The Evolution of the Japanese Army Steel Helmet (1918-1945) Revised and Expanded Version
Article about: The Evolution of the Japanese Army Steel Helmet (1918-1945) Prolog During the Russo-Japanese War, the army received a letter dated 28th April 1905 from a private inventor, who had the idea t
The Evolution of the Japanese Army Steel Helmet (1918-1945) Revised and Expanded Version
The Evolution of the Japanese Army Steel Helmet (1918-1945)
During the Russo-Japanese War, the army received a letter dated 28th April 1905 from a private inventor, who had the idea to produce something called a “Bullet Deflecting Military Hat”, which Masuda, the inventor, explained was inspired as a cross between a Samurai headgear called Jingasa and the German field cap. It was a ship-shaped thing that was supposed to deflect bullets coming from ahead, simply by merit of its wedge shape, as the recommended material was gourd sponge as a core covered with heavy paper with a special coating of slate powder mixed with lacquer. He said “Steel sheeting could also be used, in case of mass-producing this protective gear”. Regarding the paint finish, he strongly recommended application of “protective colors as seen in the animal world”, specifically grass green.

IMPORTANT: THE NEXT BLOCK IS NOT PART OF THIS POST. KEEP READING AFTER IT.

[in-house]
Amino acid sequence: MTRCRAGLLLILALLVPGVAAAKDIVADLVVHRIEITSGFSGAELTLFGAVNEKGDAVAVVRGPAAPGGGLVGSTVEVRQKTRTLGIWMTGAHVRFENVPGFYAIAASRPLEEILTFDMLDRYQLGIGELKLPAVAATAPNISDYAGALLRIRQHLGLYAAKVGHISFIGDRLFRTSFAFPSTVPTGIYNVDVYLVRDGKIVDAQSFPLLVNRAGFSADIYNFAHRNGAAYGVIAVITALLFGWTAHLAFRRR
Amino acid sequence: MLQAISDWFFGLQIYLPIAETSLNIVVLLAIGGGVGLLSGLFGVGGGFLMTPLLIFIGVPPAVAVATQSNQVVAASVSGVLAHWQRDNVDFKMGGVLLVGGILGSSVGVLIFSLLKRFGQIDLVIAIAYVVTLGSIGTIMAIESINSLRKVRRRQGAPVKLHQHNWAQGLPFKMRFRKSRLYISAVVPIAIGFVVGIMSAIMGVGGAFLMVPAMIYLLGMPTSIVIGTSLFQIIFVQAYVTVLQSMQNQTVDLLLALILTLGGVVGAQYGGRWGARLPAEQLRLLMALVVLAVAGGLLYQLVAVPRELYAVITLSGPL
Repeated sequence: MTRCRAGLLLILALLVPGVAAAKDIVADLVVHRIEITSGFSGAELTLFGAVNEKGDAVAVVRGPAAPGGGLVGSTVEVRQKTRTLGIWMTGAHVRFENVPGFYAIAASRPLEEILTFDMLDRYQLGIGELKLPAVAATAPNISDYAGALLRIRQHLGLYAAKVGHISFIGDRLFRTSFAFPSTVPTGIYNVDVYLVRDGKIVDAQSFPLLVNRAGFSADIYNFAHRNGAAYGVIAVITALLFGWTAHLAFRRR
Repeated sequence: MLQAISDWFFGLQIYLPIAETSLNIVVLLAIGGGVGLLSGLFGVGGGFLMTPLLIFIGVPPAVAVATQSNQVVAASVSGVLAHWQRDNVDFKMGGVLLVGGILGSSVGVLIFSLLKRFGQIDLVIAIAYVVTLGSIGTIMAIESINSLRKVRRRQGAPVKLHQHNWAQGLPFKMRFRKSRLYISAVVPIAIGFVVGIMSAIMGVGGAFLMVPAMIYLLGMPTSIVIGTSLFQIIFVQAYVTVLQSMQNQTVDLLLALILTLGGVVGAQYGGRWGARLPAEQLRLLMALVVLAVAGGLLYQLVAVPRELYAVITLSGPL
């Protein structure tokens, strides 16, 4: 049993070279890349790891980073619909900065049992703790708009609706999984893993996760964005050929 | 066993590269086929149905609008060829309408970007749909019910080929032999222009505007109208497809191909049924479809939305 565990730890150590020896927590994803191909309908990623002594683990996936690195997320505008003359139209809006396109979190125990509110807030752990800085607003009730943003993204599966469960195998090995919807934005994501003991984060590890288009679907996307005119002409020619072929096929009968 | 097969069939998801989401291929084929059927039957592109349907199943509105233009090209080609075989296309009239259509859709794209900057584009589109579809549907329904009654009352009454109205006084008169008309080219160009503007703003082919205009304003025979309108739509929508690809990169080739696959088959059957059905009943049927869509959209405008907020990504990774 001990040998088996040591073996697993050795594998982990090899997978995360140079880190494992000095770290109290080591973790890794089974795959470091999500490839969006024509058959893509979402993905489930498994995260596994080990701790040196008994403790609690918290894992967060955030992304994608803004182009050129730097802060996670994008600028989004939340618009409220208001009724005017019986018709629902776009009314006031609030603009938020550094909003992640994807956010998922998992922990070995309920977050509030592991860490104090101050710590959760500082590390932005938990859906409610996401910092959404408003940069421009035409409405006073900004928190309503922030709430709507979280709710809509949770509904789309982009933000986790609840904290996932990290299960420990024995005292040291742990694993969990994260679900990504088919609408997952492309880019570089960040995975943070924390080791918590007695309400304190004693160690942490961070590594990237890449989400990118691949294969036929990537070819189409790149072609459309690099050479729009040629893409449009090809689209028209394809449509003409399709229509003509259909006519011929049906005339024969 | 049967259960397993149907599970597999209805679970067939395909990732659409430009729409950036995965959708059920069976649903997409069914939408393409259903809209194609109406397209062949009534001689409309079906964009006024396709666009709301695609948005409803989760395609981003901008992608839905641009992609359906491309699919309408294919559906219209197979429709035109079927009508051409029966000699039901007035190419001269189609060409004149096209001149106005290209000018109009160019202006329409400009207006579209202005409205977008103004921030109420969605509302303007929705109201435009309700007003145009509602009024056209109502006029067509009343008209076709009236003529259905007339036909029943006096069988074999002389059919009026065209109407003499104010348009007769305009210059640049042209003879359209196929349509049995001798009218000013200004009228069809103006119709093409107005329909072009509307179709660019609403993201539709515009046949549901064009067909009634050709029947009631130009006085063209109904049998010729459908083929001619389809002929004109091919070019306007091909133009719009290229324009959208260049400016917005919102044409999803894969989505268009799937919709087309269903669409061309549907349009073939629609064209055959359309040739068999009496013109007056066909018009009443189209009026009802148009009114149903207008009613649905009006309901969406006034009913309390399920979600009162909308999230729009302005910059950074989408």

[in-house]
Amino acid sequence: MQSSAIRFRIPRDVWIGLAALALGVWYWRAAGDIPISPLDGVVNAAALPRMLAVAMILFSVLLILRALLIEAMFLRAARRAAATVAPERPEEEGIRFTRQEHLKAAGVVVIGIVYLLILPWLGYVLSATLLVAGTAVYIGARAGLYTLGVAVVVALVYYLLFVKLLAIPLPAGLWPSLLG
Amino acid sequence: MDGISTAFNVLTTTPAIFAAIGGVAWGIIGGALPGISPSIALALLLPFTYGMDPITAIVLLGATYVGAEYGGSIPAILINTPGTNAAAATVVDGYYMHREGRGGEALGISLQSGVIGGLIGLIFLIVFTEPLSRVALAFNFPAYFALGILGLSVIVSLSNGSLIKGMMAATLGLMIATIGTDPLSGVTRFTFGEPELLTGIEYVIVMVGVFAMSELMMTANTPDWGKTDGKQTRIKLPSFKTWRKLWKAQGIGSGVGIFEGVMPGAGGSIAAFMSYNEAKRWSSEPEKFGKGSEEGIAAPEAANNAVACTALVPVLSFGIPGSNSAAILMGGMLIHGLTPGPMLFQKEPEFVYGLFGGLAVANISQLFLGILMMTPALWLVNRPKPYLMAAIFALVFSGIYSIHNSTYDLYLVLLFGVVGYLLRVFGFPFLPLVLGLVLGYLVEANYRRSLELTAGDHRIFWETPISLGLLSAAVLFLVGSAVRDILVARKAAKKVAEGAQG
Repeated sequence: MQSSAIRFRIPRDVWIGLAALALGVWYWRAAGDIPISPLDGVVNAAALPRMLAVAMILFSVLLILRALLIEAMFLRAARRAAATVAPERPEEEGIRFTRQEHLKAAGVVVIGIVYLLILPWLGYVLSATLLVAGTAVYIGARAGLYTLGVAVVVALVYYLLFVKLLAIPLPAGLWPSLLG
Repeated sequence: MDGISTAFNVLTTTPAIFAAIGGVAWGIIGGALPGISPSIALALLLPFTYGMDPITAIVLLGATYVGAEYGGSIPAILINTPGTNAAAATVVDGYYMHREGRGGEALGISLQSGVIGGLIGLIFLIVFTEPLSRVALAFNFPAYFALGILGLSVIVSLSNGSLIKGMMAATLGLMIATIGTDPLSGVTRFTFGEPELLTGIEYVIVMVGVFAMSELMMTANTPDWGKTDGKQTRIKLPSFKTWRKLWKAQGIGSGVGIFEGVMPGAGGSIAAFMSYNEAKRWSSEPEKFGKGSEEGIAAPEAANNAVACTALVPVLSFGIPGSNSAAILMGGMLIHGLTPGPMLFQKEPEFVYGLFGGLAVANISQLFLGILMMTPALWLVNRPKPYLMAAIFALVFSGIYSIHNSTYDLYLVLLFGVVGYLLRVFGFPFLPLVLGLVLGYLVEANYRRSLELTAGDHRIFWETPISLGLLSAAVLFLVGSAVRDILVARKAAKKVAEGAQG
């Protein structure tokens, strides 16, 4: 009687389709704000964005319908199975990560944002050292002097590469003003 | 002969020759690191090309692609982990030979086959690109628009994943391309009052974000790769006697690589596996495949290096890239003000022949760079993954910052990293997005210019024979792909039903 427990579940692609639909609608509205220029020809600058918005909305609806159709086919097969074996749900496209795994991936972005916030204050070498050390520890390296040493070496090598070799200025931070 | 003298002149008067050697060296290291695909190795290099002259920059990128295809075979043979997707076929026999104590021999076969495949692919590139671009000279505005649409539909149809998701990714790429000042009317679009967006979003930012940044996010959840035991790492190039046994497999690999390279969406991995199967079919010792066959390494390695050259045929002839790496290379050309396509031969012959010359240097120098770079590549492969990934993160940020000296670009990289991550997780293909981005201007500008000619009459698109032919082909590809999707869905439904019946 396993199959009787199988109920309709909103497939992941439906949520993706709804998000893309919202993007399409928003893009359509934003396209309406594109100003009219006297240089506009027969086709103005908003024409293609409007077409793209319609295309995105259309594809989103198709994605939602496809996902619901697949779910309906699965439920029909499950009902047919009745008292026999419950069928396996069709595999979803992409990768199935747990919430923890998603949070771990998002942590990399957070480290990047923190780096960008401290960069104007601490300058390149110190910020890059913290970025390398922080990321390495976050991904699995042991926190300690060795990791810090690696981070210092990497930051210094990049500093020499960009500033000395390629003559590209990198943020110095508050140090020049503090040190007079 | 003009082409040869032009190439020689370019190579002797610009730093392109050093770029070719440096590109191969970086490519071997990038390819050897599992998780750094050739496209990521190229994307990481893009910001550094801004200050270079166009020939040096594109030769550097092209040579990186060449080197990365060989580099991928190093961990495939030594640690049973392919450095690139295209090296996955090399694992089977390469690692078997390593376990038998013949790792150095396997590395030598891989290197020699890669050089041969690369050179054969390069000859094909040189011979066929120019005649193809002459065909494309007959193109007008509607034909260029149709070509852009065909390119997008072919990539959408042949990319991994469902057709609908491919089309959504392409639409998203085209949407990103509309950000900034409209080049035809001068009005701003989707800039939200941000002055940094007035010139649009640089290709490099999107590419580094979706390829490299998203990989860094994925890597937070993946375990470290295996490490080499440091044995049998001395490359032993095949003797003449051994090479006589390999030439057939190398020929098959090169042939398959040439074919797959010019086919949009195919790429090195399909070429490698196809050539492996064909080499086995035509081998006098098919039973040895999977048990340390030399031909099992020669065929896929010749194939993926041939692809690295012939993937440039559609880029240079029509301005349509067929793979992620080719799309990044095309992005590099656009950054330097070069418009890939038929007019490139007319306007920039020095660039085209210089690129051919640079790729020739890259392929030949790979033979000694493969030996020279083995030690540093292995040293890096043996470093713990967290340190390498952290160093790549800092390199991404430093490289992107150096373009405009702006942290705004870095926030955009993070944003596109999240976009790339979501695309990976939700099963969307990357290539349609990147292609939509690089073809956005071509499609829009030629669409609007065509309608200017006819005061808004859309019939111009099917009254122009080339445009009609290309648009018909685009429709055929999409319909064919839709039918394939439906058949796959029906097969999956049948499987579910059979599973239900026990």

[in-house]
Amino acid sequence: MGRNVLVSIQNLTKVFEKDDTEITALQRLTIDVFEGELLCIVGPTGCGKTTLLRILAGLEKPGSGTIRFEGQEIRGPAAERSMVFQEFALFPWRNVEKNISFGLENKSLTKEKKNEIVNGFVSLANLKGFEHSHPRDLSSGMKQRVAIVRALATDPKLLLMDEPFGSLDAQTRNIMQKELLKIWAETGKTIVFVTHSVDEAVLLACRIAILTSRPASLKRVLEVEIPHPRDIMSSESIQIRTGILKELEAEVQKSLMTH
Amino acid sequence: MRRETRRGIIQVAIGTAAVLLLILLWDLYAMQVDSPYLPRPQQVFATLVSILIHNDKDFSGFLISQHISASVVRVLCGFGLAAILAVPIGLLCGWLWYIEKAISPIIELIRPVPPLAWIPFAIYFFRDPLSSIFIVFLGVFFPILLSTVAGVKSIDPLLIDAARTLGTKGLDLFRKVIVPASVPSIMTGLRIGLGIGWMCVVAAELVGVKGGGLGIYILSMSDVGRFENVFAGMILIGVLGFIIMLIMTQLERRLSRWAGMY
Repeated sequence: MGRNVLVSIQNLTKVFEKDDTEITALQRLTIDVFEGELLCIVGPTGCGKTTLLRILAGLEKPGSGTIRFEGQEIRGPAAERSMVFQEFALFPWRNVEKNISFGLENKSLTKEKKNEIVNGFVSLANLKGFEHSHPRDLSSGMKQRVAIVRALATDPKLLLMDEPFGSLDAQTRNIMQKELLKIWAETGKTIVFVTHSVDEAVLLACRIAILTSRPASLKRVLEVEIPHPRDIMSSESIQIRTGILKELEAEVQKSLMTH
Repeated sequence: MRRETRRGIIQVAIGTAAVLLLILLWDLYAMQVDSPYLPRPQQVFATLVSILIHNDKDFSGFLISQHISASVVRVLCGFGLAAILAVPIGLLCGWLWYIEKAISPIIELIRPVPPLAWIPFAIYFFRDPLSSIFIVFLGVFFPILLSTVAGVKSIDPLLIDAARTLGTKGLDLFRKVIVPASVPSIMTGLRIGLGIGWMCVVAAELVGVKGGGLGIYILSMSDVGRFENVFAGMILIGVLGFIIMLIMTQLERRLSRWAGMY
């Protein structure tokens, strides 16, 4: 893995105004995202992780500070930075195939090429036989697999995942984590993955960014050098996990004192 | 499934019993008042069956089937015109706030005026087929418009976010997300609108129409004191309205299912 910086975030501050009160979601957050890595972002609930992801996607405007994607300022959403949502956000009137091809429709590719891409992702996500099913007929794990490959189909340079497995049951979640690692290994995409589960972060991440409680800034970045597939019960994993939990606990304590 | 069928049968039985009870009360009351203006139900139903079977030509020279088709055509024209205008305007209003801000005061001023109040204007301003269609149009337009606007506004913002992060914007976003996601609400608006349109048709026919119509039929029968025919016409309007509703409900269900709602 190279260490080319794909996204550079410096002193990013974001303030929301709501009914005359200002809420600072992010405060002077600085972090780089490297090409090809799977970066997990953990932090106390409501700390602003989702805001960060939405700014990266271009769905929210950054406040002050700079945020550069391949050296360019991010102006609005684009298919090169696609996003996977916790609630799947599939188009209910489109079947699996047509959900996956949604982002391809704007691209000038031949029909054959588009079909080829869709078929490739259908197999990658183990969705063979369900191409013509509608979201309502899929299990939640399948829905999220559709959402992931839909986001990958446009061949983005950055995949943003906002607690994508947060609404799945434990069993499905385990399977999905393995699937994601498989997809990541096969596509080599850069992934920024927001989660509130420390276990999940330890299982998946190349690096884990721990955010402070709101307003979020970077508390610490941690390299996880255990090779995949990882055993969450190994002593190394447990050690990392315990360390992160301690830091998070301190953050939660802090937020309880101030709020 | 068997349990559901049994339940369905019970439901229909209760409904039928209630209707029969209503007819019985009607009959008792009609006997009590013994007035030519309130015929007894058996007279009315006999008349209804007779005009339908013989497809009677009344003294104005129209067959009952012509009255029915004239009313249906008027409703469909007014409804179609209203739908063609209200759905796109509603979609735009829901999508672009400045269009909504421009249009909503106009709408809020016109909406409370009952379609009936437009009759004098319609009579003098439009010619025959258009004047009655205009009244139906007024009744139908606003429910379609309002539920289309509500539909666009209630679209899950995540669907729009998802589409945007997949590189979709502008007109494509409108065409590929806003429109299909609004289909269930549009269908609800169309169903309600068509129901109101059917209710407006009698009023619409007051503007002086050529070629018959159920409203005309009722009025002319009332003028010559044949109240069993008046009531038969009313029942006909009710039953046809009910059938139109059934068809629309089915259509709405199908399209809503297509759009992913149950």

I don’t know why the army had kept such a cracked pot idea in its files all these years, but it does show us that there was already awareness of the need for something to deflect bullets even at this early date, when no army had yet re-invented the steel helmet as head armor. Yet the drawing attached by the inventor looks strangely modern.
The Traditional Kabuto of the Samurai
Just as knights in Europe had their armor, warriors in Japan always had theirs. The helmet of the Samurai armor was called 兜 Kabuto, a word alive even today in a Japanese saying that goes 勝って兜の緒を締めよ, “Katte Kabuto no o wo Shimeyo“, “Tighten the straps of your Kabuto especially after a victory”. It is a warning against complacency, particularly after a great success. When one normally loosens the chinstrap of one’s helmet, one is most vulnerable to surprise attacks, so it reminds that one needs to be on guard.